For testing out the Sensei 310, I used SteelSeries Engine 3 version 3.11.7, which is the latest version available as of publishing this review. I am using Windows 10 Version 1709 64-Bit for an OS, but Engine 3 is compatible with Windows 7 through 10 and there is also a MAC OS X version that is compatible with version 10.8 or newer.
When you first install the SteelSeries Engine 3 software and plug in a compatible device, it will check with the SteelSeries servers for any available firmware updates. Our Sensei 310 was updated to version 18.104.22.168 when we first installed it. There were no issues with the Engine 3 software installation and it did all of the firmware updates without a hitch.
The main section for the Sensei 310 lets the user control all of the performance aspects of the mouse. There are toggles for the two adjustable CPI ranges, which default to 800 and 1600. I game at 800 CPI/DPI, so the default setting was perfect for me and will work well for most users out of the box, before they can get in and fine tune things.
SteelSeries Engine 3 does something really nice and explains exactly what certain settings are, such as Acceleration and CPI, so that users have an understanding of what exactly they are adjusting and how it affects the mouse. Mouse acceleration is turned off by default on the Sensei 310 and shouldn’t be enabled in software unless you have a very specific reason for doing so.
The Sensei 310 has two RGB zones, one in the logo on the palm area and another in the scroll wheel. Each area can be independently controlled and set to four different lighting modes, or disabled. While the modes are somewhat limited, they all look great and modes like “ColorShift” allow for the user to set whichever colors they want the mouse to cycle through at specific speeds. I stuck with a purple, which looks great on the Sensei 310.
Editing macros with the Engine 3 software is really simple. You can record macros and button presses and keyboard entries are allowed, so the possibilities are pretty extensive. You can also set macros on any button to launch programs, cycle CPI, change profiles and more.
GameSense is supported by Engine 3 and the Sensei 310 is compatible, though a lot of the features are a bit limited with the two LED’s of the mouse. While game compatibility on Gamesense is ridiculously limited, with CS:GO, Minecraft and DOTA 2 being the major games supported. The audio visualizer app and Discord compatibility provided by the Engine 3 software are both of use to me. The Gamesense stuff is more tuned for the SteelSeries keyboards, which have more LED’s to allow for customized effects, like the audio visualizer and image sync, which allow for animated GIF’s to be displayed on a keyboard.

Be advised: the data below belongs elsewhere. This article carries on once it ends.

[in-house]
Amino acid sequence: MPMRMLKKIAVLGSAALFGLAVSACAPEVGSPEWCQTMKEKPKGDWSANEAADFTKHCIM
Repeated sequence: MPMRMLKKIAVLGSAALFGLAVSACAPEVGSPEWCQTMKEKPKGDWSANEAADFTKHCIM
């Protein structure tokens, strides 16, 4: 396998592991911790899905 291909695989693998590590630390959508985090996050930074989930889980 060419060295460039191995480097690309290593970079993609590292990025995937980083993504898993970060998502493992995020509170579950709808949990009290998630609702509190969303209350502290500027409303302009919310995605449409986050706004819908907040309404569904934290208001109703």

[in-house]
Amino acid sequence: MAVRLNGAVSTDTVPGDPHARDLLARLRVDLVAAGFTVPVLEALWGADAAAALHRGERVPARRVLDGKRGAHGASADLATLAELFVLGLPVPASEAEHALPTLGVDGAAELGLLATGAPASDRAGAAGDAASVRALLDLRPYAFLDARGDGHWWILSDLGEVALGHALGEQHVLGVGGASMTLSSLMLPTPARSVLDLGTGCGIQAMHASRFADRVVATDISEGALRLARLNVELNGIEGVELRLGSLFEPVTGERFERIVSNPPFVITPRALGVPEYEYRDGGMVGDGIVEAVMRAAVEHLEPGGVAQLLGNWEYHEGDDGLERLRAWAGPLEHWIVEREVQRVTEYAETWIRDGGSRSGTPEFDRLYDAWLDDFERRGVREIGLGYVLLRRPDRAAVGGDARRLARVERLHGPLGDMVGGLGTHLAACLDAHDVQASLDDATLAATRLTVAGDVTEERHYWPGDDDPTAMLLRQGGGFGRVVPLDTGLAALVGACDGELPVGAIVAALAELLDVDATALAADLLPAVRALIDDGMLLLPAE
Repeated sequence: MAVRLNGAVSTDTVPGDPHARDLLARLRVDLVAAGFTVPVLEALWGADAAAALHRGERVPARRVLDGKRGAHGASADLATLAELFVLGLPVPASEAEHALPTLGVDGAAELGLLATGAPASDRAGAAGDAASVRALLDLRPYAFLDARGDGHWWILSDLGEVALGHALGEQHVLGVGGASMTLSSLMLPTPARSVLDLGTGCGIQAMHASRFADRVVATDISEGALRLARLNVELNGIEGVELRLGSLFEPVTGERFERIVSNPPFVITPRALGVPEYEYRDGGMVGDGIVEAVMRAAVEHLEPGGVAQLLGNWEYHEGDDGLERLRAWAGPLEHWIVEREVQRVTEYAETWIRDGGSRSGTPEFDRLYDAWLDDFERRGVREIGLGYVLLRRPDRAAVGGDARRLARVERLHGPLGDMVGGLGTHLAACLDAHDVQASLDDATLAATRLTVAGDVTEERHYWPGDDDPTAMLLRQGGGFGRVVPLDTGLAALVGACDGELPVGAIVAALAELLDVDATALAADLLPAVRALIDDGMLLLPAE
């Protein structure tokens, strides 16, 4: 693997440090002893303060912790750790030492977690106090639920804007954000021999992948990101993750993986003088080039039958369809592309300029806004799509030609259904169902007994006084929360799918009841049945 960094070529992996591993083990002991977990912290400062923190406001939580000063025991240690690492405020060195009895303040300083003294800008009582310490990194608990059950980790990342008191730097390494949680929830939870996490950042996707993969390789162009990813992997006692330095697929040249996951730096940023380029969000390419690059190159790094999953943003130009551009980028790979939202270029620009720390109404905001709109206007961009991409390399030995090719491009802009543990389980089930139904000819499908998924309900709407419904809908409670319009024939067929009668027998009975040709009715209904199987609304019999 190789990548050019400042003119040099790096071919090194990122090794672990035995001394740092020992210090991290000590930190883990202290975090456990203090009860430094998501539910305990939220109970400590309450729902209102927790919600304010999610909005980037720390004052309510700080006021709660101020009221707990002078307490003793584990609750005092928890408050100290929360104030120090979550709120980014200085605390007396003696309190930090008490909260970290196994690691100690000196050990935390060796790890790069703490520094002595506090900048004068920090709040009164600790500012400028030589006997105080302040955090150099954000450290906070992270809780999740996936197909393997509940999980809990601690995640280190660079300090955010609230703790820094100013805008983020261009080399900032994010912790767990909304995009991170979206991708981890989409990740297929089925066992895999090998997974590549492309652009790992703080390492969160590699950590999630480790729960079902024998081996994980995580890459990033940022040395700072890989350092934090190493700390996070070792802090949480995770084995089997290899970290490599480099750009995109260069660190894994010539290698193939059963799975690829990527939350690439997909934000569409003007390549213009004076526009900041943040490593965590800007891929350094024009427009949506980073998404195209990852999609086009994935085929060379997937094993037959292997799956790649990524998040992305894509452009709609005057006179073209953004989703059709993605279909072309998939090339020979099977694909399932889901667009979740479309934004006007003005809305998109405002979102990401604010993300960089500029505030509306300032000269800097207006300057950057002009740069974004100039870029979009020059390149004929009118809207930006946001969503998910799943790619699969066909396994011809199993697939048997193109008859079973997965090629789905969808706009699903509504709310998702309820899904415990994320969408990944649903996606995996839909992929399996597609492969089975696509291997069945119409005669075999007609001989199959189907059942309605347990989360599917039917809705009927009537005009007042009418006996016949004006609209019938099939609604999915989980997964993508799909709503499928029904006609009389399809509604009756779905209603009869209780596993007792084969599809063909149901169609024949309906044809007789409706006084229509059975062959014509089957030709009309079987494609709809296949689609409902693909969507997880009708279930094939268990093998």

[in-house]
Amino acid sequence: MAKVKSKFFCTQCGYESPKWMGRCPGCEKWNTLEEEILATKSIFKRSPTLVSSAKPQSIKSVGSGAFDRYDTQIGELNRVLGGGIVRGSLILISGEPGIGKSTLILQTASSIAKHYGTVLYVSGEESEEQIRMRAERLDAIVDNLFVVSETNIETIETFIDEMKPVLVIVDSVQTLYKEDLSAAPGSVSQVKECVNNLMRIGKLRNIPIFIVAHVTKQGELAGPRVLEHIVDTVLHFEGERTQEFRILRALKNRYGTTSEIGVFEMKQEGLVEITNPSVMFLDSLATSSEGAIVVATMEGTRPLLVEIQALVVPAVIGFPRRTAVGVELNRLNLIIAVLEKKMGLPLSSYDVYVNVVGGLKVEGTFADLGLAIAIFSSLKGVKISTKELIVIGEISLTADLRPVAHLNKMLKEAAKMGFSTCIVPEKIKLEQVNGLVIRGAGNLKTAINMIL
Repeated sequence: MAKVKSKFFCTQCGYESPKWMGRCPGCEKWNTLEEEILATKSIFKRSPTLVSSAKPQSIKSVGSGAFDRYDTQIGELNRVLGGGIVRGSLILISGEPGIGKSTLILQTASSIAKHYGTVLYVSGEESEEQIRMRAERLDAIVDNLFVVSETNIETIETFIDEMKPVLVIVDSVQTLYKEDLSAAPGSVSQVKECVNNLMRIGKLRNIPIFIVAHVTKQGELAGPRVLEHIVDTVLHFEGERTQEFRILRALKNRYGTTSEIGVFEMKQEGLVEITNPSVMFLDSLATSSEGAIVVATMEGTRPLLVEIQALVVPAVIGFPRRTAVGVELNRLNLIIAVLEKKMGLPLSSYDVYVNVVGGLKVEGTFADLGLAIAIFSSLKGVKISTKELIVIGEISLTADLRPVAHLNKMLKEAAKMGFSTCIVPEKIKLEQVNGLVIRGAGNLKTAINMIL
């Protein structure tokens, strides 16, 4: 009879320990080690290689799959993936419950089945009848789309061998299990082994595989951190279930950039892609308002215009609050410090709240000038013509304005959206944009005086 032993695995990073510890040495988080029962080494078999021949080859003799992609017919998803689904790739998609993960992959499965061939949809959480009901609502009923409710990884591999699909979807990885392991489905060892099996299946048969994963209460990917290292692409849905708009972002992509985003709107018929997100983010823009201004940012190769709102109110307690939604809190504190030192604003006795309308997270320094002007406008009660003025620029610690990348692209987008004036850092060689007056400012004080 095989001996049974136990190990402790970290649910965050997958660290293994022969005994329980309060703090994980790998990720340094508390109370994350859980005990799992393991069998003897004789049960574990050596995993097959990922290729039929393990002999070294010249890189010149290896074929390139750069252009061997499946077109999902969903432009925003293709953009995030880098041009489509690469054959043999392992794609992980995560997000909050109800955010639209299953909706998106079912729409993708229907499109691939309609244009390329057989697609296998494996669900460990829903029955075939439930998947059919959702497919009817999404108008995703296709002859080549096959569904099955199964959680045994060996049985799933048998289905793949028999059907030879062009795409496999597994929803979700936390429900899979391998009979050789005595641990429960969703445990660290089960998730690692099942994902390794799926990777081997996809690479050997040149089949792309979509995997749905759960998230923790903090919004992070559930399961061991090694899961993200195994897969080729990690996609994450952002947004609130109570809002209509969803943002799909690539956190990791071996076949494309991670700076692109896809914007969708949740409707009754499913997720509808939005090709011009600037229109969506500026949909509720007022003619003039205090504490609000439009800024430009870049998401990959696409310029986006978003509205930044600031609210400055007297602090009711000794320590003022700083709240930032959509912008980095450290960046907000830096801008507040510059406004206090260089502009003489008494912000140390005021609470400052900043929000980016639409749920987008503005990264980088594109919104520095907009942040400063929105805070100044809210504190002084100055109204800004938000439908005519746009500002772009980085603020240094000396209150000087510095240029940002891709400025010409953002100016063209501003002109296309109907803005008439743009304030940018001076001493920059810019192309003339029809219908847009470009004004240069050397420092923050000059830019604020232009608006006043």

I didn’t have any issues with the Engine 3 software crashing or having any stability issues, but I did notice something interesting. If I ran my CPU to 100%, say for a RealBench or XTU run, the mouse movement would get jittery and stutter a lot more when the Engine 3 software was being used. The issue of mouse stuttering and jitter under this condition went away if Engine 3 wasn’t being used. I’ve had similar experiences with other software that interacts with devices over USB, such as Corsair Link slowing the RGB transitions during high CPU usage. I didn’t notice the Engine 3 using particularly high amounts of CPU power or memory, but the issue likely has to do with how the software is communicating with the mouse. The only way to trigger this issue was to use artificial benchmarks, though I could see it being triggered by intensive workloads like encoding.
Let’s see how the Sensei 310 stacks up overall, next.